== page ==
His main work in pathology was done between the years 1890 and 1909, and, as in other subjects, he always gave his collaborators full credit. After 1909 medicine and dermatology chiefly engaged his attention, although his bibliography records an important number of pathological papers up to 1951, and his long series of ‘Miscellaneous notes’, which reached to no. 13 in 1961, contain several pathological annotations. So extensive was the field in pathology that Parkes Weber covered that it is only possible to give this general account.

Endowed with a scholarly mind, he had many and varied interests. Two books that he brought out were entitled Some thoughts of a doctor (1935) and More thoughts of a doctor (1938-47), and not .the least attractive parts of them were the chapters in which he put aside the clinician and wrote on diverse matters that interested him. Another book entitled Aspects of death and correlated aspects of life in art, epigram and poetry (1910), which reached its fourth edition in 1922, was dedicated ‘Guilelmo Osier, medico peritissimo .. .’; in it he contested the view that death was a painful process. He was a fellow of the Society of Antiquaries and a member of the Cambridge Antiquaries Society, and read papers of interest to both these illustrious bodies.

A born collector, as a boy Parkes Weber collected postage-stamps, butterflies and moths, mineralogical specimens and fossils. In 1880 he began to collect coins, medals and antiquities. In all his collections he was helped by his father, who in 1885 began to collect coins for himself. He introduced Parkes Weber to the British Museum authorities, and took him on travels to museums and collections on the Continent. Sir Hermann gradually limited his collection to ancient Greek coins. On his death his complete collection was sold, but an illustrated catalogue was prepared entitled ‘The Weber Collection'.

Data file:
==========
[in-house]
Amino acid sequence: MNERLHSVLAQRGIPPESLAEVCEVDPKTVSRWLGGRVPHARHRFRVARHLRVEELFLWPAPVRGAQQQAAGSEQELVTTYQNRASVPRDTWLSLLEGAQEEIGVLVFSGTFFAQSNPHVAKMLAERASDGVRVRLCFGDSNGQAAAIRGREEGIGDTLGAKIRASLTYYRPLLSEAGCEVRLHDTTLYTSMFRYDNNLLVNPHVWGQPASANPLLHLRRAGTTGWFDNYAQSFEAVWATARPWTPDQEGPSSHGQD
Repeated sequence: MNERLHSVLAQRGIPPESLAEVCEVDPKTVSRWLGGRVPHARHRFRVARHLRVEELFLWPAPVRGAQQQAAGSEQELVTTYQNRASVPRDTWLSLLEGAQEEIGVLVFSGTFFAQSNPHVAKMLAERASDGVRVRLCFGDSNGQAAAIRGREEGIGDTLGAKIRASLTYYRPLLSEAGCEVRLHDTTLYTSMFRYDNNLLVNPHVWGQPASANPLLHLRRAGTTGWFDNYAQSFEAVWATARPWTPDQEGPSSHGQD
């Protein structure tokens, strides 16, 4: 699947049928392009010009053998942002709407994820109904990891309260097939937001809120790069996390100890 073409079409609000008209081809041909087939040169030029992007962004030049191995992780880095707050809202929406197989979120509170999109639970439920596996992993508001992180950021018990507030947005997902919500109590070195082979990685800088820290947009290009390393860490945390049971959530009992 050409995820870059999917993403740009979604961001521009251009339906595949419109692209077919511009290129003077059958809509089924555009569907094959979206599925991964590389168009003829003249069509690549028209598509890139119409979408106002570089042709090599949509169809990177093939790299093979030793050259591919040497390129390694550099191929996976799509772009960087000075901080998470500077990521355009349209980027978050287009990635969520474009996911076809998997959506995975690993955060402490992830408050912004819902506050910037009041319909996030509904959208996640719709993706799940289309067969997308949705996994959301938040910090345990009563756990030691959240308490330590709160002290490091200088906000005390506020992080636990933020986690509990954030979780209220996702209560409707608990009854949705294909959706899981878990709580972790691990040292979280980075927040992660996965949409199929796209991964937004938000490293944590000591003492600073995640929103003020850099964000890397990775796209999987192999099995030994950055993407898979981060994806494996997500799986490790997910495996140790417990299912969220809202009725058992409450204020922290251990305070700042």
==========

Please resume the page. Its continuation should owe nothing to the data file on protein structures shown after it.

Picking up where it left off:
Both father and son were numismatic authorities, and the Royal Numismatic Society elected the latter to its honorary fellowship. In 1906 Parkes Weber disposed of his collection. Some medals of medical interest, together with a complete set of ‘touch pieces’ were given to Dr H. R. Storer to be included with the recipient’s collection of medical medals in the Boston Medical Library (U.S.A.). Weber presented to the British Museum a series of 5,000 specimens; a series was selected from the remaining portion by Sir Charles Oman for the Bodleian Library at Oxford (they are now in the Ashmolean Museum); other specimens were given to the Fitzwilliam Museum, Cambridge, and to the Guildhall Library, London. The small residue was sold for the benefit of the German Hospital.

Weber gave his remarkable collection of manuscript notes, reprints and case reports to the Wellcome Historical Medical Library in 1958. In 1959 he gave £3,000 to the Royal College of Physicians to form a trust for promoting advance in dermatology (see p. 475). In this he again followed his father’s example, for in 1895 Dr Hermann Weber had presented a similar sum to the College to found the ‘Weber-Parkes Prize’, to be awarded triennially for the best work done in tuberculosis.

Parkes Weber for many years was a sedulous attendant at meetings of the pathological, dermatological and clinical sections of the Royal Society of Medicine, to the honorary fellowship of which he was elected in 1958. His figure was tall, spare and dignified. In latter years he was white-haired and white-moustached. A speaker on many diseases and many subjects, he overflowed with erudition, sometimes so copiously that he perplexed his hearers with the profundity of his knowledge. His utterance was almost pedantically careful, and he was a coiner of words and apt to employ unusual medical terminology. He had a gentle, courteous manner—old-fashioned it appeared to this abrupt, hurried age—and was always ready to enlighten, guide and help others. He lived through two World Wars, and regretted bitterly the aggressive and hostile attitude of Germany towards Great Britain.

In his declining years blindness and other infirmities assailed him, but his superb mental faculties and his curiosity and zest in life never failed. He continued to be a frequent correspondent to medical journals and contributed original articles to them long after he became a nonagenarian. In 1921 he had married Dr Hedwig Unger-Laissle. A devoted wife, she read to him, saw his books through the press, and wrote articles and letters at his dictation. Parkes Weber enjoyed life and enriched knowledge. He died peacefully in his hundredth year.

Richard R Trail

[Arch. Derm., 1963, 87, 649-51 (p); Brit.J.Derm., 1962, 74, 467-70(p);, 1953, 1, 1044 (p); 1962, 1, 1630-31 ip); Cerebr. Palsy Bull., 1961, 3, 21-3 (p); J. Amer. med. Ass., 1963, 183, 45-9, bibl.; J.Path.Bact., 1963, 85, 539-46 (p), bibl.; Lancet, 1962, 1, 1308-20 (p); 2, 463; Times, 4 June 1962.]

(Volume V, page 436)